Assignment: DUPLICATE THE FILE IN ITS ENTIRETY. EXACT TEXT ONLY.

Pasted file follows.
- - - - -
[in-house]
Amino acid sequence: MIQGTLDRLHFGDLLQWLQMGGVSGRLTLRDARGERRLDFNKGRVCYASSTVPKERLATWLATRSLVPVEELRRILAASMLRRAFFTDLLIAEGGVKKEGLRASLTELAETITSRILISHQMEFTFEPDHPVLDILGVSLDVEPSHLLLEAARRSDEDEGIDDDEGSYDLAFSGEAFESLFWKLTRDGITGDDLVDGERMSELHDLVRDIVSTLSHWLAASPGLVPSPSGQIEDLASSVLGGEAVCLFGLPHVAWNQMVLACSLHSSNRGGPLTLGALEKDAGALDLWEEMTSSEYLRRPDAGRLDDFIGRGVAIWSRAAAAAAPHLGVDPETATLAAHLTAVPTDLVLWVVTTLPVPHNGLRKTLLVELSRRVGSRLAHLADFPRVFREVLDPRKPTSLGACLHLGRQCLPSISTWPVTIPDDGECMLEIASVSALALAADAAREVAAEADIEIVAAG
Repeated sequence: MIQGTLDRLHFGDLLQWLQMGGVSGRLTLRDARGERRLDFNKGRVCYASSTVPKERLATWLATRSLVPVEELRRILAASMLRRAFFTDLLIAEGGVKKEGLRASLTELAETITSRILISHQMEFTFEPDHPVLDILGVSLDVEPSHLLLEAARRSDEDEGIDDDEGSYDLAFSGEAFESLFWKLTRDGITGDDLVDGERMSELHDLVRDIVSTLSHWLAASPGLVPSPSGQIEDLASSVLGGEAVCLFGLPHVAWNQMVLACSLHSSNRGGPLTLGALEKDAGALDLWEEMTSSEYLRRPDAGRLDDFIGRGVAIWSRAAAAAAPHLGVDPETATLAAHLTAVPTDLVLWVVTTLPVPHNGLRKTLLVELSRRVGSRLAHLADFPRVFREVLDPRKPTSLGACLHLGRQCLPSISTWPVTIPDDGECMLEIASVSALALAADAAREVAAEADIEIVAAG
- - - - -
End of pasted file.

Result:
[in-house]
Amino acid sequence: MIQGTLDRLHFGDLLQWLQMGGVSGRLTLRDARGERRLDFNKGRVCYASSTVPKERLATWLATRSLVPVEELRRILAASMLRRAFFTDLLIAEGGVKKEGLRASLTELAETITSRILISHQMEFTFEPDHPVLDILGVSLDVEPSHLLLEAARRSDEDEGIDDDEGSYDLAFSGEAFESLFWKLTRDGITGDDLVDGERMSELHDLVRDIVSTLSHWLAASPGLVPSPSGQIEDLASSVLGGEAVCLFGLPHVAWNQMVLACSLHSSNRGGPLTLGALEKDAGALDLWEEMTSSEYLRRPDAGRLDDFIGRGVAIWSRAAAAAAPHLGVDPETATLAAHLTAVPTDLVLWVVTTLPVPHNGLRKTLLVELSRRVGSRLAHLADFPRVFREVLDPRKPTSLGACLHLGRQCLPSISTWPVTIPDDGECMLEIASVSALALAADAAREVAAEADIEIVAAG
Repeated sequence: MIQGTLDRLHFGDLLQWLQMGGVSGRLTLRDARGERRLDFNKGRVCYASSTVPKERLATWLATRSLVPVEELRRILAASMLRRAFFTDLLIAEGGVKKEGLRASLTELAETITSRILISHQMEFTFEPDHPVLDILGVSLDVEPSHLLLEAARRSDEDEGIDDDEGSYDLAFSGEAFESLFWKLTRDGITGDDLVDGERMSELHDLVRDIVSTLSHWLAASPGLVPSPSGQIEDLASSVLGGEAVCLFGLPHVAWNQMVLACSLHSSNRGGPLTLGALEKDAGALDLWEEMTSSEYLRRPDAGRLDDFIGRGVAIWSRAAAAAAPHLGVDPETATLAAHLTAVPTDLVLWVVTTLPVPHNGLRKTLLVELSRRVGSRLAHLADFPRVFREVLDPRKPTSLGACLHLGRQCLPSISTWPVTIPDDGECMLEIASVSALALAADAAREVAAEADIEIVAAG